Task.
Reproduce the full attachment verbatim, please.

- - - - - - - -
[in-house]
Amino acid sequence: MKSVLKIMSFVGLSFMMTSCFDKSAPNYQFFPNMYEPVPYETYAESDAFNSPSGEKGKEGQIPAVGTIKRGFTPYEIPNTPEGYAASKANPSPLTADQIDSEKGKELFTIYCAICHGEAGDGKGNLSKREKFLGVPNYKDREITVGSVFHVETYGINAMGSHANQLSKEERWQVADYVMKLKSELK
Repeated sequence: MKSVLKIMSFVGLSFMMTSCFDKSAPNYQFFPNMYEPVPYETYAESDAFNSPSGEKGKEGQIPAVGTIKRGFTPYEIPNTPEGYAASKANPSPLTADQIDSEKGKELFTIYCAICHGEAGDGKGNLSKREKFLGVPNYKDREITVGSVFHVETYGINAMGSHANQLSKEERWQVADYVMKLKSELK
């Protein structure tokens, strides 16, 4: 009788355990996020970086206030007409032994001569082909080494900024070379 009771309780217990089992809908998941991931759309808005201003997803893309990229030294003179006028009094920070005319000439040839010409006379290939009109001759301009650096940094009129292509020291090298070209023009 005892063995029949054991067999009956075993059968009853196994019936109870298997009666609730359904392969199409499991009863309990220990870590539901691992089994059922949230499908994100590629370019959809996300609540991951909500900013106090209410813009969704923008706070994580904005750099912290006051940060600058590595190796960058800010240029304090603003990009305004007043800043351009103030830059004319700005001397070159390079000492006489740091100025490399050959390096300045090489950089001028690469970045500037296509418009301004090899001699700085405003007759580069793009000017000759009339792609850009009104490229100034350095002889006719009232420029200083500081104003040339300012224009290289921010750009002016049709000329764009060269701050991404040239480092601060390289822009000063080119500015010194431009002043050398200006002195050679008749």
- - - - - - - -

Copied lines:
[in-house]
Amino acid sequence: MKSVLKIMSFVGLSFMMTSCFDKSAPNYQFFPNMYEPVPYETYAESDAFNSPSGEKGKEGQIPAVGTIKRGFTPYEIPNTPEGYAASKANPSPLTADQIDSEKGKELFTIYCAICHGEAGDGKGNLSKREKFLGVPNYKDREITVGSVFHVETYGINAMGSHANQLSKEERWQVADYVMKLKSELK
Repeated sequence: MKSVLKIMSFVGLSFMMTSCFDKSAPNYQFFPNMYEPVPYETYAESDAFNSPSGEKGKEGQIPAVGTIKRGFTPYEIPNTPEGYAASKANPSPLTADQIDSEKGKELFTIYCAICHGEAGDGKGNLSKREKFLGVPNYKDREITVGSVFHVETYGINAMGSHANQLSKEERWQVADYVMKLKSELK
């Protein structure tokens, strides 16, 4: 009788355990996020970086206030007409032994001569082909080494900024070379 009771309780217990089992809908998941991931759309808005201003997803893309990229030294003179006028009094920070005319000439040839010409006379290939009109001759301009650096940094009129292509020291090298070209023009 005892063995029949054991067999009956075993059968009853196994019936109870298997009666609730359904392969199409499991009863309990220990870590539901691992089994059922949230499908994100590629370019959809996300609540991951909500900013106090209410813009969704923008706070994580904005750099912290006051940060600058590595190796960058800010240029304090603003990009305004007043800043351009103030830059004319700005001397070159390079000492006489740091100025490399050959390096300045090489950089001028690469970045500037296509418009301004090899001699700085405003007759580069793009000017000759009339792609850009009104490229100034350095002889006719009232420029200083500081104003040339300012224009290289921010750009002016049709000329764009060269701050991404040239480092601060390289822009000063080119500015010194431009002043050398200006002195050679008749």